How to improve your IT portfolio management

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A Q&A with HP Software CTO Mark Potts

 

The big disruptions affecting IT organizations today–Agile, cloud and mobility–mean that IT executives have to deal with a high velocity of change. At the same time, they’re also facing demands for reduced time to market and more flexibility in their spending patterns. These pressures reinforce the need for portfolio management, lifecycle metrics and a system to gauge overall IT performance. Given these trends, we asked Mark Potts, CTO of management software at HP, for his advice to IT portfolio managers.

 

Q. What challenges do IT portfolio managers face as they try to manage their organizations? 

 

Mark Potts: A significant factor is the complexity and vast amounts of data that execs deal with today in order to be able to understand and make decisions around their portfolio. For example, for the applications portfolio you need a comprehensive view of the applications , their role in supporting the business processes and their dependencies and relationships, and then you need a way to assimilate the information that is going to be instrumental in managing the portfolio. You also need to track demand, vendor and contact management financials, resource consumption, quality and risk, and so on.

 

Q. What about the management tools execs are using? What does this data explosion mean for them?

 

MP: Some execs are still using spreadsheets to analyze their portfolios. With tools like Excel, it’s near impossible to get real-time visibility into the organization’s operations, thereby slowing down the whole process of decision making. And without a real-time or near real-time way to get data and make decisions executives are slowing down their ability to deliver business value. Without a comprehensive, connected and flexible IT reporting system it’s near impossible to manage complex relationships with external service providers and meet the needs of today’s hybrid delivery.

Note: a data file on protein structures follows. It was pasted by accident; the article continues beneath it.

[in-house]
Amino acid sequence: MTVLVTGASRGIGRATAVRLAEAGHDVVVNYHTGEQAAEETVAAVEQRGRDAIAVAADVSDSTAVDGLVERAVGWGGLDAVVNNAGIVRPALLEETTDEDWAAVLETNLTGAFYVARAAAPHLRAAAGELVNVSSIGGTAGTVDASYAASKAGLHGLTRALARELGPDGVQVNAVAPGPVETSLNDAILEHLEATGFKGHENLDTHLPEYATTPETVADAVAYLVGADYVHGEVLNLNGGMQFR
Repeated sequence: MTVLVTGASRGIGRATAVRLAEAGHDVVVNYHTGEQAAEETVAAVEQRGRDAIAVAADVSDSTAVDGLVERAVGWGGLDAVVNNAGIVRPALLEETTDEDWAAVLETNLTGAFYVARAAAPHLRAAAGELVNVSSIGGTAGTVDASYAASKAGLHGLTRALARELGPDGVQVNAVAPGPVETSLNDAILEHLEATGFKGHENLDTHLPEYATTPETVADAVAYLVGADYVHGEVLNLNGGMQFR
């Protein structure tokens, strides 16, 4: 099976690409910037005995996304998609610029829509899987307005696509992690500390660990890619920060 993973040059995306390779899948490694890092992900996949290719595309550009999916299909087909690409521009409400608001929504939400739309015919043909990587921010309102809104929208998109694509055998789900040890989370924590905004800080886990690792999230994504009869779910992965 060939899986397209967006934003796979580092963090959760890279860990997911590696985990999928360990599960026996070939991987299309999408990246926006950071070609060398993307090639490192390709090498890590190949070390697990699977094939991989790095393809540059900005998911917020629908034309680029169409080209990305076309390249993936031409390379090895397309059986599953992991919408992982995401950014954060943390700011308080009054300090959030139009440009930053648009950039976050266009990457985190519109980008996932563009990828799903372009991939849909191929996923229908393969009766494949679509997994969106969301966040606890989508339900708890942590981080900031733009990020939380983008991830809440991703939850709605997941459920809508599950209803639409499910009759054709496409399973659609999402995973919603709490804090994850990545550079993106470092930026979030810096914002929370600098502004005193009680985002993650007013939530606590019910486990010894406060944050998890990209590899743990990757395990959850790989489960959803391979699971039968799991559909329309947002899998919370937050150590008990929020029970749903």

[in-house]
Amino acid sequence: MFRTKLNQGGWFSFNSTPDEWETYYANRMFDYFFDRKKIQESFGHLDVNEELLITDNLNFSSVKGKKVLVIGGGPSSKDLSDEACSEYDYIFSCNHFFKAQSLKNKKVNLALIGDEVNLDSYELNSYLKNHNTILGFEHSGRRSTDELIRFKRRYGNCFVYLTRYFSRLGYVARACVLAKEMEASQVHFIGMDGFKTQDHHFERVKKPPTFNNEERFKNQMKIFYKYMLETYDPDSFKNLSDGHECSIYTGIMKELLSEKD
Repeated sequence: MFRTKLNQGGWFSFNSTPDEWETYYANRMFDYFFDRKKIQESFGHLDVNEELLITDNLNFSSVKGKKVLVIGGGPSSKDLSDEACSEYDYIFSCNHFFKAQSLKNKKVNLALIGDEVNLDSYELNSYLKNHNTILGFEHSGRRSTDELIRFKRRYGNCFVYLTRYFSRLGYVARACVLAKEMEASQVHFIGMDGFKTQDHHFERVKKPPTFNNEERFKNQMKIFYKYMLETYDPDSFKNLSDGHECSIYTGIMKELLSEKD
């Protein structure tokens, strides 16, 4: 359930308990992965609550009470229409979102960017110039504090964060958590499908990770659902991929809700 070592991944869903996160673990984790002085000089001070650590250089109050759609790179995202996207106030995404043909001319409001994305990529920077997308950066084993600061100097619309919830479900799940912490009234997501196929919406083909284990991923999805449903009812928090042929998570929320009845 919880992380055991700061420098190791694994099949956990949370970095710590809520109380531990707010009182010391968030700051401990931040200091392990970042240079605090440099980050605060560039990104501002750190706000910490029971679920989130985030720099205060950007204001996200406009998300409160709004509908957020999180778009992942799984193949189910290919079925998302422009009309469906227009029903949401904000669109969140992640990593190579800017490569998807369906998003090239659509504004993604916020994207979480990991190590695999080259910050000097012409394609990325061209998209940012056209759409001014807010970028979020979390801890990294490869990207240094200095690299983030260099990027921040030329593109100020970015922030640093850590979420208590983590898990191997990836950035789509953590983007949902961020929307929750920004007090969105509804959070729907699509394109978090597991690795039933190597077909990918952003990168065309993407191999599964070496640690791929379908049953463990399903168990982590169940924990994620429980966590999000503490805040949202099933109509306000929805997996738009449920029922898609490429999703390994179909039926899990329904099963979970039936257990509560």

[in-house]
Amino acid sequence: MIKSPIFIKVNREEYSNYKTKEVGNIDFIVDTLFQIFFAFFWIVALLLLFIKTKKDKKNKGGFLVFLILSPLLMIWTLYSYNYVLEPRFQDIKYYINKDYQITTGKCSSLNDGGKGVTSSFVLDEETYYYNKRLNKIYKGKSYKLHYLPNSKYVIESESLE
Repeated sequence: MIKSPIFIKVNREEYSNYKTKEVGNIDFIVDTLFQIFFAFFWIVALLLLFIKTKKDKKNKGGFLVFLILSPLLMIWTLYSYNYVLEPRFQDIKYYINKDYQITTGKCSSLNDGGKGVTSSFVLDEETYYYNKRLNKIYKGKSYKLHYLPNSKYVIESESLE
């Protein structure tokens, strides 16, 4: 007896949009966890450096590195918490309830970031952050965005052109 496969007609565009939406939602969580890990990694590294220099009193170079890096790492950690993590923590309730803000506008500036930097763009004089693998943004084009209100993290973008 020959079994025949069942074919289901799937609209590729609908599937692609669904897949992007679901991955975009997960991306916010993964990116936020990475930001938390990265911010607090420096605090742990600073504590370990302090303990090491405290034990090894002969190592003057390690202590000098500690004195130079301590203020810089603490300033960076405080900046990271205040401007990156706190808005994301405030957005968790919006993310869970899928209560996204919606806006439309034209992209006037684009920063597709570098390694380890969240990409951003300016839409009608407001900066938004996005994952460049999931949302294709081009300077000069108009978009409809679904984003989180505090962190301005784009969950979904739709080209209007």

Q. What are the benefits of such reporting systems?

 

MP: Performance systems allow you to execute systematically and operate proactively. So they offer the following benefits:

 

  • Data can be aggregated in a single source so that you don’t have to spend time searching for information.
  • You can now set and see your plan of record being put into action—aggregating demands, performing business value analyses, prioritizing and adjusting accordingly.
  • You get enhanced visibility into key performance criteria including cost, resources, service delivery and compliance.
  • You are more likely to be able to secure your data and manage its lifecycle, which helps with audits and compliance.
  • Automated data collection and analysis speeds execution time for projects, decision making, etc.
  • You can govern your portfolio of projects, services, opportunities and vendors in real time.

 

It’s not just about using the system for day-to-day decision making but also being able to use it for strategic decision making. Overall, automated systems can help you to be proactive about more strategic agendas like application rationalization, information optimization, enterprise architecture and so on.

 

Q. What advice can you give for execs looking to improve their management?

 

MP: They can start by asking questions of themselves about the state of their organization and app portfolio. Here are eight questions to get started:

 

  • Do they know what their strategic agendas are and how they contribute to the business’s ability to differentiate itself? If not, make these clear and define how these will be measured.
  • Do they know what are the best management KPIs for their industry? E.g., amount of spend on IT as a percent of revenue?
  • Are they becoming a “broker” of services in their organization, and how are they handling this today?
  • Do they have a common data model so that if they do invest in a system they will be able to pull the right data?
  • Do they know which apps are business critical (maybe some are candidates for retirement)?
  • Do they know which business processes are business critical and need to be supported?
  • Do they have an information lifecycle policy?
  • Do they know all the relevant policies, audits, reports and so on, that they want to generate or need to generate to keep track of their business?

 

For more information, take the applications executive assessment and learn more about the HP IT Performance Suite.

 

Related links:

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About the Author
I'm the community manager for Discover Performance and have been a writer/editor in the technology field for several years.
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